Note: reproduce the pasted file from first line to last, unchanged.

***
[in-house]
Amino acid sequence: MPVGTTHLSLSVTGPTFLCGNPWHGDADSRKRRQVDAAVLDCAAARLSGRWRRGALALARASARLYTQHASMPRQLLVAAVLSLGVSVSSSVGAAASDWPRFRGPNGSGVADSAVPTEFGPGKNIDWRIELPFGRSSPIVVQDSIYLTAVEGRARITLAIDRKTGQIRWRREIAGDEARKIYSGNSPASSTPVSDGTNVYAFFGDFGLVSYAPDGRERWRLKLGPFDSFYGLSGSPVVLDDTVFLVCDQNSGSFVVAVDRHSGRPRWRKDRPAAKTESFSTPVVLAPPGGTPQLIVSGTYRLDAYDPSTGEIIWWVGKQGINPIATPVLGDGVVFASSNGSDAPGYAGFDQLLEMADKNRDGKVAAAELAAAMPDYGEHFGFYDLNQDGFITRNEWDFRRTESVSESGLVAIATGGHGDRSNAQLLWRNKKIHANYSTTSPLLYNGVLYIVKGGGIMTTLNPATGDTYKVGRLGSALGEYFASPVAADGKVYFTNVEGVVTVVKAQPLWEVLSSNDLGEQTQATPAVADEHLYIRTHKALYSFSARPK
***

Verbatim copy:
[in-house]
Amino acid sequence: MPVGTTHLSLSVTGPTFLCGNPWHGDADSRKRRQVDAAVLDCAAARLSGRWRRGALALARASARLYTQHASMPRQLLVAAVLSLGVSVSSSVGAAASDWPRFRGPNGSGVADSAVPTEFGPGKNIDWRIELPFGRSSPIVVQDSIYLTAVEGRARITLAIDRKTGQIRWRREIAGDEARKIYSGNSPASSTPVSDGTNVYAFFGDFGLVSYAPDGRERWRLKLGPFDSFYGLSGSPVVLDDTVFLVCDQNSGSFVVAVDRHSGRPRWRKDRPAAKTESFSTPVVLAPPGGTPQLIVSGTYRLDAYDPSTGEIIWWVGKQGINPIATPVLGDGVVFASSNGSDAPGYAGFDQLLEMADKNRDGKVAAAELAAAMPDYGEHFGFYDLNQDGFITRNEWDFRRTESVSESGLVAIATGGHGDRSNAQLLWRNKKIHANYSTTSPLLYNGVLYIVKGGGIMTTLNPATGDTYKVGRLGSALGEYFASPVAADGKVYFTNVEGVVTVVKAQPLWEVLSSNDLGEQTQATPAVADEHLYIRTHKALYSFSARPK